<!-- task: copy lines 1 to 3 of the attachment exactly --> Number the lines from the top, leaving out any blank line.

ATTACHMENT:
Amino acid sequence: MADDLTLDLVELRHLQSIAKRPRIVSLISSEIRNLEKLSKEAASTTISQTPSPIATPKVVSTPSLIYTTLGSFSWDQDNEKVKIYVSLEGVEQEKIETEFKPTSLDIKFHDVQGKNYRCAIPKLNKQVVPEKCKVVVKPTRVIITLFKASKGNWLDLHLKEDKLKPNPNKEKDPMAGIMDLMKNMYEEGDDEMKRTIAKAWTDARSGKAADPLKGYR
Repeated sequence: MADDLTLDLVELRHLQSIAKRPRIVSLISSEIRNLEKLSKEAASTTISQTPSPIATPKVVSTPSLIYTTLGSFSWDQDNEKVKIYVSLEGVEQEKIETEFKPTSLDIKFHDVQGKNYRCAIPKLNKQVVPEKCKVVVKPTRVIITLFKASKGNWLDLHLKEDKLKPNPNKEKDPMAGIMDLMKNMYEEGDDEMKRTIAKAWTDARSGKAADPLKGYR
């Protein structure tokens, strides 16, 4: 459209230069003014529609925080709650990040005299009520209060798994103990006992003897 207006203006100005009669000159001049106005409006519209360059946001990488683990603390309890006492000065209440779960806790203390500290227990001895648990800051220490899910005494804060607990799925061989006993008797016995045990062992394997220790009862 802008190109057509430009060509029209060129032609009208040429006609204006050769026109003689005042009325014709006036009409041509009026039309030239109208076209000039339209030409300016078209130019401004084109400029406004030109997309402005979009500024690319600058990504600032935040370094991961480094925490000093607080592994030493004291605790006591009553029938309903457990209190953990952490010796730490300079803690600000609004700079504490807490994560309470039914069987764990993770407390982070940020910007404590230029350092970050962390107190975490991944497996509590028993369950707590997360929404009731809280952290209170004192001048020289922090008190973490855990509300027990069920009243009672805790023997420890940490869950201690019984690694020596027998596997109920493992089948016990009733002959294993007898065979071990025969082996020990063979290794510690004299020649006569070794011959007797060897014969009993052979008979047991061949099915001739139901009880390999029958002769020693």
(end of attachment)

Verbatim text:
Amino acid sequence: MADDLTLDLVELRHLQSIAKRPRIVSLISSEIRNLEKLSKEAASTTISQTPSPIATPKVVSTPSLIYTTLGSFSWDQDNEKVKIYVSLEGVEQEKIETEFKPTSLDIKFHDVQGKNYRCAIPKLNKQVVPEKCKVVVKPTRVIITLFKASKGNWLDLHLKEDKLKPNPNKEKDPMAGIMDLMKNMYEEGDDEMKRTIAKAWTDARSGKAADPLKGYR
Repeated sequence: MADDLTLDLVELRHLQSIAKRPRIVSLISSEIRNLEKLSKEAASTTISQTPSPIATPKVVSTPSLIYTTLGSFSWDQDNEKVKIYVSLEGVEQEKIETEFKPTSLDIKFHDVQGKNYRCAIPKLNKQVVPEKCKVVVKPTRVIITLFKASKGNWLDLHLKEDKLKPNPNKEKDPMAGIMDLMKNMYEEGDDEMKRTIAKAWTDARSGKAADPLKGYR
């Protein structure tokens, strides 16, 4: 459209230069003014529609925080709650990040005299009520209060798994103990006992003897 207006203006100005009669000159001049106005409006519209360059946001990488683990603390309890006492000065209440779960806790203390500290227990001895648990800051220490899910005494804060607990799925061989006993008797016995045990062992394997220790009862 802008190109057509430009060509029209060129032609009208040429006609204006050769026109003689005042009325014709006036009409041509009026039309030239109208076209000039339209030409300016078209130019401004084109400029406004030109997309402005979009500024690319600058990504600032935040370094991961480094925490000093607080592994030493004291605790006591009553029938309903457990209190953990952490010796730490300079803690600000609004700079504490807490994560309470039914069987764990993770407390982070940020910007404590230029350092970050962390107190975490991944497996509590028993369950707590997360929404009731809280952290209170004192001048020289922090008190973490855990509300027990069920009243009672805790023997420890940490869950201690019984690694020596027998596997109920493992089948016990009733002959294993007898065979071990025969082996020990063979290794510690004299020649006569070794011959007797060897014969009993052979008979047991061949099915001739139901009880390999029958002769020693």